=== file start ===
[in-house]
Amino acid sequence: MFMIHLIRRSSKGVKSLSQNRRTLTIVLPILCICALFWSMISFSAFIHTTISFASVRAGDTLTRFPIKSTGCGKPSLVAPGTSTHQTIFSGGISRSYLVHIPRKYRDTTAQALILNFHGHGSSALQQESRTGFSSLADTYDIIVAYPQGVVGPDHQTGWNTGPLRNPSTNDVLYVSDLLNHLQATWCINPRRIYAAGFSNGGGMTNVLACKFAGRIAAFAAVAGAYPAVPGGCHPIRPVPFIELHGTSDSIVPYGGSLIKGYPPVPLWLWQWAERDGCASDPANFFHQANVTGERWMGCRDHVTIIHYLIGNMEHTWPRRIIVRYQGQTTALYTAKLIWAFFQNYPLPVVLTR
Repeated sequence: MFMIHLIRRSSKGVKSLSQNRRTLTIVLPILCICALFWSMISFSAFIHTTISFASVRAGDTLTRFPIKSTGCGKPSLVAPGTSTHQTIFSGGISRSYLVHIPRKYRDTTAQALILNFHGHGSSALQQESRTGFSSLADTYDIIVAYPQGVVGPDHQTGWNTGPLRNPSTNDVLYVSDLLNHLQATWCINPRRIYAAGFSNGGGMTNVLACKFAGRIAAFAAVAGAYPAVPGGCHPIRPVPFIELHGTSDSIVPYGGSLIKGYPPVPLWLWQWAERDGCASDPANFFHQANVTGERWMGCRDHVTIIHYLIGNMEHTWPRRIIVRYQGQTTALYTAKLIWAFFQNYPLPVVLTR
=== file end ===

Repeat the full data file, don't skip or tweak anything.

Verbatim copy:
[in-house]
Amino acid sequence: MFMIHLIRRSSKGVKSLSQNRRTLTIVLPILCICALFWSMISFSAFIHTTISFASVRAGDTLTRFPIKSTGCGKPSLVAPGTSTHQTIFSGGISRSYLVHIPRKYRDTTAQALILNFHGHGSSALQQESRTGFSSLADTYDIIVAYPQGVVGPDHQTGWNTGPLRNPSTNDVLYVSDLLNHLQATWCINPRRIYAAGFSNGGGMTNVLACKFAGRIAAFAAVAGAYPAVPGGCHPIRPVPFIELHGTSDSIVPYGGSLIKGYPPVPLWLWQWAERDGCASDPANFFHQANVTGERWMGCRDHVTIIHYLIGNMEHTWPRRIIVRYQGQTTALYTAKLIWAFFQNYPLPVVLTR
Repeated sequence: MFMIHLIRRSSKGVKSLSQNRRTLTIVLPILCICALFWSMISFSAFIHTTISFASVRAGDTLTRFPIKSTGCGKPSLVAPGTSTHQTIFSGGISRSYLVHIPRKYRDTTAQALILNFHGHGSSALQQESRTGFSSLADTYDIIVAYPQGVVGPDHQTGWNTGPLRNPSTNDVLYVSDLLNHLQATWCINPRRIYAAGFSNGGGMTNVLACKFAGRIAAFAAVAGAYPAVPGGCHPIRPVPFIELHGTSDSIVPYGGSLIKGYPPVPLWLWQWAERDGCASDPANFFHQANVTGERWMGCRDHVTIIHYLIGNMEHTWPRRIIVRYQGQTTALYTAKLIWAFFQNYPLPVVLTR